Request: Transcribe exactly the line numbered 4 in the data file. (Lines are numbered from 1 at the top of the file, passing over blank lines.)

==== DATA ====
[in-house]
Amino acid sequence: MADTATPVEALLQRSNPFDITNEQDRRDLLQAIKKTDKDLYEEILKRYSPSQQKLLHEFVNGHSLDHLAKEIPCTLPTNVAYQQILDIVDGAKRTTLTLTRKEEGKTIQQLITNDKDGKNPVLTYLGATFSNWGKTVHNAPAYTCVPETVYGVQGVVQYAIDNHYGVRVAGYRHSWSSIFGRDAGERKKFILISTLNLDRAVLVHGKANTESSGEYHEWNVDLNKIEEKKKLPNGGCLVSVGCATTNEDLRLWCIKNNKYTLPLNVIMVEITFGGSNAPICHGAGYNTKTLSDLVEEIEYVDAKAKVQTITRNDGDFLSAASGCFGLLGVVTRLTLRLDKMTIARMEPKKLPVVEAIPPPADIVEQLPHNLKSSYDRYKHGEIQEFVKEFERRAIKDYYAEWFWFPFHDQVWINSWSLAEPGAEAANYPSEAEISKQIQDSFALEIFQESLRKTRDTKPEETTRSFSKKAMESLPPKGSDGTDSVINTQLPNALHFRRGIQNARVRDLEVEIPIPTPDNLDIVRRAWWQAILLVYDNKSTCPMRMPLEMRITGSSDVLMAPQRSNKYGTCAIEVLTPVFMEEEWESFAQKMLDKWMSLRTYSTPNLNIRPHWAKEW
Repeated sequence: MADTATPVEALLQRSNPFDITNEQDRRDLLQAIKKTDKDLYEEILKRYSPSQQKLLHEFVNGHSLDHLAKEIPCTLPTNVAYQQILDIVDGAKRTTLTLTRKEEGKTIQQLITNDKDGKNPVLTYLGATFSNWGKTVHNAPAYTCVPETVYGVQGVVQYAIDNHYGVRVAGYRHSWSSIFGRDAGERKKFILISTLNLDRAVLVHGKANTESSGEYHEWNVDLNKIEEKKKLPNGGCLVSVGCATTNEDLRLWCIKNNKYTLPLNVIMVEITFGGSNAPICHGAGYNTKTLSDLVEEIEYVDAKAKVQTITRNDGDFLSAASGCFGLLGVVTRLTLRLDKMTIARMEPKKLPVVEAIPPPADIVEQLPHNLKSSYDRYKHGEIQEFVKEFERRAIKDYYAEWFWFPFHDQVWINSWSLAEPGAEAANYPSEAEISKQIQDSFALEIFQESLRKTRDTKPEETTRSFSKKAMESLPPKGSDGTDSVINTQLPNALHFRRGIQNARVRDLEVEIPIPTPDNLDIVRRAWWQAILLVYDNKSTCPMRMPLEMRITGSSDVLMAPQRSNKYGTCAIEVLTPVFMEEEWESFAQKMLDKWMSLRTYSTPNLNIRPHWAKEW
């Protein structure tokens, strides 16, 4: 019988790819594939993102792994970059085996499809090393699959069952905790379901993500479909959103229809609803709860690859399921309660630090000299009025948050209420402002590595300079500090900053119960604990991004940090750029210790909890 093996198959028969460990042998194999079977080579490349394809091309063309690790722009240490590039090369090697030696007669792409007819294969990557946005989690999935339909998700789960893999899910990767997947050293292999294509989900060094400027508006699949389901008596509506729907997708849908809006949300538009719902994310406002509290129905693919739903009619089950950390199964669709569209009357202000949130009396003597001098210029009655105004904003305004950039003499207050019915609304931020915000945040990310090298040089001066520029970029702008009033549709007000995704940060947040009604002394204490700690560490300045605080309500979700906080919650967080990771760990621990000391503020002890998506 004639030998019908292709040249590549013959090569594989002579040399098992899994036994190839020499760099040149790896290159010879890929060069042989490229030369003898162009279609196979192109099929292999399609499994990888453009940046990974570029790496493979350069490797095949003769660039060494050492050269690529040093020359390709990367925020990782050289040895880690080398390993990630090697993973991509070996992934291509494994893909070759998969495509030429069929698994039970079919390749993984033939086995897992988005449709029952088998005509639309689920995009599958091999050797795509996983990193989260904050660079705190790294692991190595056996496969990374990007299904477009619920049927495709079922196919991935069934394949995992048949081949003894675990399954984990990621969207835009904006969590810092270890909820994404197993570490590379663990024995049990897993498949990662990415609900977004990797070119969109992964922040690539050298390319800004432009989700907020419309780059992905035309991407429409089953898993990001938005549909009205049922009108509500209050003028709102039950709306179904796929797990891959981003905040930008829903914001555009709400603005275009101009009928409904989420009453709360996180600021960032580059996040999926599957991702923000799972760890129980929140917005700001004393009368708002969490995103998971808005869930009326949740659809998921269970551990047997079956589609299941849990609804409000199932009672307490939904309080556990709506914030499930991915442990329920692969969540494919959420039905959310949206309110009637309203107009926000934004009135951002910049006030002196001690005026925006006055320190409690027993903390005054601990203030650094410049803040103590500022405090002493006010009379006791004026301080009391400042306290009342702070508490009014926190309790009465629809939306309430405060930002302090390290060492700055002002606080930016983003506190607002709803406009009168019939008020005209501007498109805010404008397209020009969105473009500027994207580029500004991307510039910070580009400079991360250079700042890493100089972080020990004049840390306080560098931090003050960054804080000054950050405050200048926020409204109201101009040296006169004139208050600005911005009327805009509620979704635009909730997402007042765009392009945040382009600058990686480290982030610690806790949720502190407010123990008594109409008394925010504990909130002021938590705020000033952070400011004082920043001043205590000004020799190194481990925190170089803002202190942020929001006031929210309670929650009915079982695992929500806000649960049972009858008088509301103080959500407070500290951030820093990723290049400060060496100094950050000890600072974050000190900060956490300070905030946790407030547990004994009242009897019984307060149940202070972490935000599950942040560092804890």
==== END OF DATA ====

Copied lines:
């Protein structure tokens, strides 16, 4: 019988790819594939993102792994970059085996499809090393699959069952905790379901993500479909959103229809609803709860690859399921309660630090000299009025948050209420402002590595300079500090900053119960604990991004940090750029210790909890 093996198959028969460990042998194999079977080579490349394809091309063309690790722009240490590039090369090697030696007669792409007819294969990557946005989690999935339909998700789960893999899910990767997947050293292999294509989900060094400027508006699949389901008596509506729907997708849908809006949300538009719902994310406002509290129905693919739903009619089950950390199964669709569209009357202000949130009396003597001098210029009655105004904003305004950039003499207050019915609304931020915000945040990310090298040089001066520029970029702008009033549709007000995704940060947040009604002394204490700690560490300045605080309500979700906080919650967080990771760990621990000391503020002890998506 004639030998019908292709040249590549013959090569594989002579040399098992899994036994190839020499760099040149790896290159010879890929060069042989490229030369003898162009279609196979192109099929292999399609499994990888453009940046990974570029790496493979350069490797095949003769660039060494050492050269690529040093020359390709990367925020990782050289040895880690080398390993990630090697993973991509070996992934291509494994893909070759998969495509030429069929698994039970079919390749993984033939086995897992988005449709029952088998005509639309689920995009599958091999050797795509996983990193989260904050660079705190790294692991190595056996496969990374990007299904477009619920049927495709079922196919991935069934394949995992048949081949003894675990399954984990990621969207835009904006969590810092270890909820994404197993570490590379663990024995049990897993498949990662990415609900977004990797070119969109992964922040690539050298390319800004432009989700907020419309780059992905035309991407429409089953898993990001938005549909009205049922009108509500209050003028709102039950709306179904796929797990891959981003905040930008829903914001555009709400603005275009101009009928409904989420009453709360996180600021960032580059996040999926599957991702923000799972760890129980929140917005700001004393009368708002969490995103998971808005869930009326949740659809998921269970551990047997079956589609299941849990609804409000199932009672307490939904309080556990709506914030499930991915442990329920692969969540494919959420039905959310949206309110009637309203107009926000934004009135951002910049006030002196001690005026925006006055320190409690027993903390005054601990203030650094410049803040103590500022405090002493006010009379006791004026301080009391400042306290009342702070508490009014926190309790009465629809939306309430405060930002302090390290060492700055002002606080930016983003506190607002709803406009009168019939008020005209501007498109805010404008397209020009969105473009500027994207580029500004991307510039910070580009400079991360250079700042890493100089972080020990004049840390306080560098931090003050960054804080000054950050405050200048926020409204109201101009040296006169004139208050600005911005009327805009509620979704635009909730997402007042765009392009945040382009600058990686480290982030610690806790949720502190407010123990008594109409008394925010504990909130002021938590705020000033952070400011004082920043001043205590000004020799190194481990925190170089803002202190942020929001006031929210309670929650009915079982695992929500806000649960049972009858008088509301103080959500407070500290951030820093990723290049400060060496100094950050000890600072974050000190900060956490300070905030946790407030547990004994009242009897019984307060149940202070972490935000599950942040560092804890």